Back in December I visited the hairdresser, not something I particularly enjoy, due to my own shyness and an empathy for the hairdresser who faces client after client, engaging in the same small discussions. My stylist, a young women in her late twenties (the girl that was free in that slot) greeted me by extending her arm for my coat to hang it up. That detail sorted, she lead me to the chair to discuss my needs. The girl told me I was her first appointment and wished she could have stayed at home and settled in with some videos. Perhaps not the most appropriate thing to say when delivering optimum customer service, but I appreciate how it might feel to want to stay at home in the downpour vs. coming in to cut head of hair after head of hair for hours on end.
She asked if I want a tea or coffee, but I said no, I didn't want to put her to the bother. Do I want a magazine? I shook my head but she piled them up in from of me, a barrier between her and any possible chit-chat. But I have long since stepped into her shoes, adapting to the signals I have received. I get that by not engaging she can delay reality and the impending tedium of those conversations. I understand too that as individuals each of us arrive from our own places; an argument, bad news, great news, on top of which are our own personal journeys that make us who we are; shy or buoyant and all the variations of temperament in between. She cut the hair silently and I mirrored her tone, trying to minimise my presence not intrude upon her. I wanted to check some detail and dared to ask as we approach the end, but she shrugged in reply, picking up the hairdryer confirming we are at the end.
Afterwards I stood at counter to pay, for once I didn't add a tip to the fee. This was difficult for me and made me feel awful, but somehow I couldn't validate the customer service that I haven’t received. Or I am confusing the concept of customer service for something else. Courtesy or kindness perhaps? Or simply how it made me feel? After all my hair is cut. Customer service, I found out after a little research, is defined (in one of many examples) as the provision of service to customers before, during and after a purchase. The success (or perception thereof) of such interactions it seems often rests on employees who can adjust themselves to the needs of the customer, which may account for the variety in expectation and delivery. So what did I expect? At a basic level, beyond the haircut, to be treated as a human being. At the most evolved level, I anticipated an awareness of how the client is received and an effort to make him / her feel welcome and acknowledged. Value is key, at least for me, because I suspect all customers need to feel valued to want to return, or at least to enjoy returning. Will I return? Yes, but probably only until I get a recommendation from a friend, because loyalty is not a given. If I left feeling like a valued customer, well…that would be a different story.
People of course have down days, which I completely understand and my natural reaction is to empathise, and to ask less of the sales person, often to ask nothing at all. What I see on the high street, however isn't an epidemic of down days, it's an apathy owing to a lack of awareness of the customer experience. I watched as staff were irritated to be bothered, while customers apologised profusely for interrupting, ending up baffled and over-thanking them for the service they didn't receive. This is bizarre in an era where internet shopping is a serious contender to the high street store (especially the small store that doesn't have any Internet sales function). Surely the customer experience is the greatest differentiating factor, especially as online returns become easier and easier. There is something here about customer service not having a language or framework that could spell out to retailers what it is exactly and how to deliver it. There is also something about customers understanding what to expect, otherwise we blame and / or question ourselves. Competition may be increasing, but this is not being matched in customer service, experience economy or no.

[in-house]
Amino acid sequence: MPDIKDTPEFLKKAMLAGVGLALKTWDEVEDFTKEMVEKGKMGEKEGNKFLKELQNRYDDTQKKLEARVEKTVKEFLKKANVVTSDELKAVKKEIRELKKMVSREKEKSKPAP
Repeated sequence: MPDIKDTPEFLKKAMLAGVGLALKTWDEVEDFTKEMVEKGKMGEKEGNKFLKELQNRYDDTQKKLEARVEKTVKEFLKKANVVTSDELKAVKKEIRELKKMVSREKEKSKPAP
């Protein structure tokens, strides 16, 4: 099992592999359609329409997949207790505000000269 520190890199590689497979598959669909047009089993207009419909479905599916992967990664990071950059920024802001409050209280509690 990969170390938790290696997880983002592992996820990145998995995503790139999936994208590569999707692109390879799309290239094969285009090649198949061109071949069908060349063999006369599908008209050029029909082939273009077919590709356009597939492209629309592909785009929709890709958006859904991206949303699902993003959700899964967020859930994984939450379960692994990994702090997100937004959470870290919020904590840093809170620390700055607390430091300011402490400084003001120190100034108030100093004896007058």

Next up, the clinical white backdrop of the health services, which provoked me to identify another intrinsic element in customer service: the relationship. The care and kindness I received from the health professionals left me with a feeling of being valid, of value and human. I walk away and feel we were working towards the same goal. I felt relieved, grateful and supported. The irony being…that that is exactly the kind of setting I'd expected to be treated as number 0324! What made the difference, I discovered, was the ‘relationship’, which in many ways is very much a key feature of this ‘service’. There is a cultural or industry understanding that the strength of the relationship results in a more effective intervention. So, how then is this not being applied across all commercial services?
At the end, I discovered that customer service for me largely boils down to on-the-ground experience, the people you deal with and how they deal with you. I learned that I can be somewhere amazing, with fab decor - salubrious chandeliers, all experience evoking, but if someone is rude to me, or worse doesn’t treat me as a human being, the decor doesn’t really matter. The aftertaste is always the same - a desire not to repeat the experience. Time will tell, but in the meantime, I can’t help but feel that changing this aspect alone would change everything, even if the salubrious light fittings never feature as part of the experience.